When Naples Golf representatives reached out to McDaniel for an explanation, the commissioner told them that the county itself might want to purchase the property and develop it for affordable housing. The company filed suit against the county on April 28 alleging its property rights had been violated under the state’s Bert Harris Act. 

“The county is not a developer of land and is not in the business of improving private property for single family residential purposes,” Loeb wrote in that lawsuit. “The only basis for refusing to accept a settlement that all qualified parties believed to be in the best interests of the public is to artificially depress the value of the property so that the county can seek to acquire it for less money.” 

McDaniel denied that he was trying to depress the value of the land, but confirmed he has considered the county purchasing the land using a $20 million fund that is set aside for affordable housing. 

Ironically, McDaniel holds himself out as one who values individual property rights and despises government intrusion on them. 

“I hold private property rights as sacred,” McDaniel said. “But everyone has to go through the public process.”  

“The Way I Do Things” 

While initially communicating with Naples Golf, McDaniels used his personal email, which prompted Loeb on September 8 to make a public records request for all county records residing on his personal email accounts and personal devices.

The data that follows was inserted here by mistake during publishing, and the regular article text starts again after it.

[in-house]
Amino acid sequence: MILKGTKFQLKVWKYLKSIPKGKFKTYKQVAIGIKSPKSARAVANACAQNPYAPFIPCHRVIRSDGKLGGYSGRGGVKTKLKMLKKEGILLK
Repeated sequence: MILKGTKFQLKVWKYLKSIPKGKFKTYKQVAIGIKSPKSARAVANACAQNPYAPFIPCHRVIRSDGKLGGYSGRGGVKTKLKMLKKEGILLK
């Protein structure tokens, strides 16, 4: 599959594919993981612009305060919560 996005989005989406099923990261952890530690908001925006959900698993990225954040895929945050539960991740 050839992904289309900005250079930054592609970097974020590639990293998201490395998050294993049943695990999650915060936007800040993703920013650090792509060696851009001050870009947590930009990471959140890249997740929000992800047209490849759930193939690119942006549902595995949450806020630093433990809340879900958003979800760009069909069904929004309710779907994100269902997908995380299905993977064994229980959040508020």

Ethan Loeb

Loeb has extensive experience in such cases involving public officials. Last year, a records lawsuit he filed against Tampa Commissioner John Dingfelder ended with Dingfelder’s resignation when it was discovered he was using his wife’s email account to surreptitiously conduct public business.

When no records were initially produced, Loeb filed suit against McDaniel on October 12. McDaniel said one reason for the lack of a response was that he was consumed by a family tragedy – his brother committed suicide on September 9. 

As for the use of his private email server to conduct county business, McDaniel said it’s been a longstanding habit, but insisted that the personal emails were all sent to the county email server contemporaneously and never used to hide what he was doing.

“It was never the intent to keep it out of the public realm,” he said. “It was just the way I did things.” 

He conceded there was a chance that some emails never made it to the county server.  

“I don’t do that as a business practice,” he said. “Am I infallible? No.” 

Loeb was more than skeptical and said he had heard similar stories from politicians before regarding their use of private email servers for public business. 

“I call BS on that,” he said. “Sometimes I think they get this out of the playbook of public officials.”

About the Author: Bob Norman is an award-winning investigative reporter who serves as Editor-in-Chief of the Florida Trident and journalism program director for the Florida Center for Government Accountability. He can be reached at journalism@flcga.org.